This hypothetical assumes a no passing zone on a road with a high enough speed that a cyclist is less likely to achieve half of the posted speed (like a 40 MPH or 50 MPH road). This hypothetical is less common than the first one because people on bikes generally prefer low speed roads, but particularly in rural areas this isn’t always an option. Additionally, because of the higher speed limits often found on country roads, No Passing Zones are more common. What should you do?

  1. Slow Down! This is even more important on high speed roads to account for any unexpected movements or eventualities.
  2. Do Not Pass On Corners or Blind Crests – Still common sense, still the law! Ascertain there is safe distance to pass before leaving your lane.
  3. Do Not Accelerate – For this kind of pass to be legal, you must not exceed the speed limit.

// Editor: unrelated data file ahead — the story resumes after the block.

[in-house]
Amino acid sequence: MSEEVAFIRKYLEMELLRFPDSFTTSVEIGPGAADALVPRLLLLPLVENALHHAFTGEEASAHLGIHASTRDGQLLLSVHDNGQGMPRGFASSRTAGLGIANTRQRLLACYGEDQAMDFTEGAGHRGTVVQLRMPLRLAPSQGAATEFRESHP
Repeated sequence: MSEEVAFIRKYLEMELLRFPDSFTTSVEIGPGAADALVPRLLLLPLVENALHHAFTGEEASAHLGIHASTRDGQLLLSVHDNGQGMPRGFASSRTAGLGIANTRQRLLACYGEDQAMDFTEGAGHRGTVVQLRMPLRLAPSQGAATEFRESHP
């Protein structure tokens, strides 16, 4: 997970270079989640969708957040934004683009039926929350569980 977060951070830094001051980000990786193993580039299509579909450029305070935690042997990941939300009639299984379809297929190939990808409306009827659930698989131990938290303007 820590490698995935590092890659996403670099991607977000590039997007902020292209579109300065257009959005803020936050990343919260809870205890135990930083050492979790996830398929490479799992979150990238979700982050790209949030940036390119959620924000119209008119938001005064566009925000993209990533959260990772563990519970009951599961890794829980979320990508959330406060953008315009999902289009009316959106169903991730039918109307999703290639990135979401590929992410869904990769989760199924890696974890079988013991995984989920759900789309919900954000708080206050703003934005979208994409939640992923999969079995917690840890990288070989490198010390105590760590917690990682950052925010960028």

4. Cross the double yellow and make your pass leaving at least 3-feet between your vehicle and the bicycle.
  5. Fully complete the pass before returning to the right lane.

Hypothetical #3 – Low Speed Roads with No Passing Zone 

This is where motorists need to exercise some extra patience or risk not only hurting someone (or worse), but violating the law. The slow speed exception of § 4511.31(B) is not designed to be bicycle specific and as a result does not always resolve passing conflicts. Yes, the slow speed exception certainly helps mitigate some conflicts because there are lots of riders who roll around at 12-15 MPH on local roads with a 25 MPH or 30 MPH posted speed limit, but there are many other cyclists who routinely pedal around at 18-22 MPH (or faster) on similar roads.

Staying Ahead of the Curve with MassTLC | MassTLC

In this latter situation with a quicker cyclist, they are traveling more than half the speed limit, thus rendering the slow speed exception inapplicable even if all the other elements are present (do not have to speed to pass, and there is safe sight lines).